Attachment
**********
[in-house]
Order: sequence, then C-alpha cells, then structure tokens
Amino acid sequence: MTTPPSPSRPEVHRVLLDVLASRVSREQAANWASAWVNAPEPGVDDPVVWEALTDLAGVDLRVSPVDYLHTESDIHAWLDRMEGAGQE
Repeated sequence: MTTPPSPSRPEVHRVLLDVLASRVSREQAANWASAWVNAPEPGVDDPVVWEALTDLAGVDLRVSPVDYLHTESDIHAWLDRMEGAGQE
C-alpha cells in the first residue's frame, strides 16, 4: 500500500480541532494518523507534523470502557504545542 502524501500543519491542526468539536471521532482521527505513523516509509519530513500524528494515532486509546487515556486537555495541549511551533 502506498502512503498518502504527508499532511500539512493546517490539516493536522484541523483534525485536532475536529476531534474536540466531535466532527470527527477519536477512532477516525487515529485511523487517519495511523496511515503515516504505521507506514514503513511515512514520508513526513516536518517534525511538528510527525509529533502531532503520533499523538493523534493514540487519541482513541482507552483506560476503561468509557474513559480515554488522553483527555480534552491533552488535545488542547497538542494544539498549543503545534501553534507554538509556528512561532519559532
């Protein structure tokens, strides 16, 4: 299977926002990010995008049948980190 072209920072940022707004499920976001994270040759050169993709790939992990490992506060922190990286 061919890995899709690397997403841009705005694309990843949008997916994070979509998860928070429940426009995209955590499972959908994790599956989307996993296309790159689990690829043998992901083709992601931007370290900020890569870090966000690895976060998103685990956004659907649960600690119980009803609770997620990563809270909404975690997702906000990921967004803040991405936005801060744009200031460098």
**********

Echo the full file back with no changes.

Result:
[in-house]
Order: sequence, then C-alpha cells, then structure tokens
Amino acid sequence: MTTPPSPSRPEVHRVLLDVLASRVSREQAANWASAWVNAPEPGVDDPVVWEALTDLAGVDLRVSPVDYLHTESDIHAWLDRMEGAGQE
Repeated sequence: MTTPPSPSRPEVHRVLLDVLASRVSREQAANWASAWVNAPEPGVDDPVVWEALTDLAGVDLRVSPVDYLHTESDIHAWLDRMEGAGQE
C-alpha cells in the first residue's frame, strides 16, 4: 500500500480541532494518523507534523470502557504545542 502524501500543519491542526468539536471521532482521527505513523516509509519530513500524528494515532486509546487515556486537555495541549511551533 502506498502512503498518502504527508499532511500539512493546517490539516493536522484541523483534525485536532475536529476531534474536540466531535466532527470527527477519536477512532477516525487515529485511523487517519495511523496511515503515516504505521507506514514503513511515512514520508513526513516536518517534525511538528510527525509529533502531532503520533499523538493523534493514540487519541482513541482507552483506560476503561468509557474513559480515554488522553483527555480534552491533552488535545488542547497538542494544539498549543503545534501553534507554538509556528512561532519559532
């Protein structure tokens, strides 16, 4: 299977926002990010995008049948980190 072209920072940022707004499920976001994270040759050169993709790939992990490992506060922190990286 061919890995899709690397997403841009705005694309990843949008997916994070979509998860928070429940426009995209955590499972959908994790599956989307996993296309790159689990690829043998992901083709992601931007370290900020890569870090966000690895976060998103685990956004659907649960600690119980009803609770997620990563809270909404975690997702906000990921967004803040991405936005801060744009200031460098």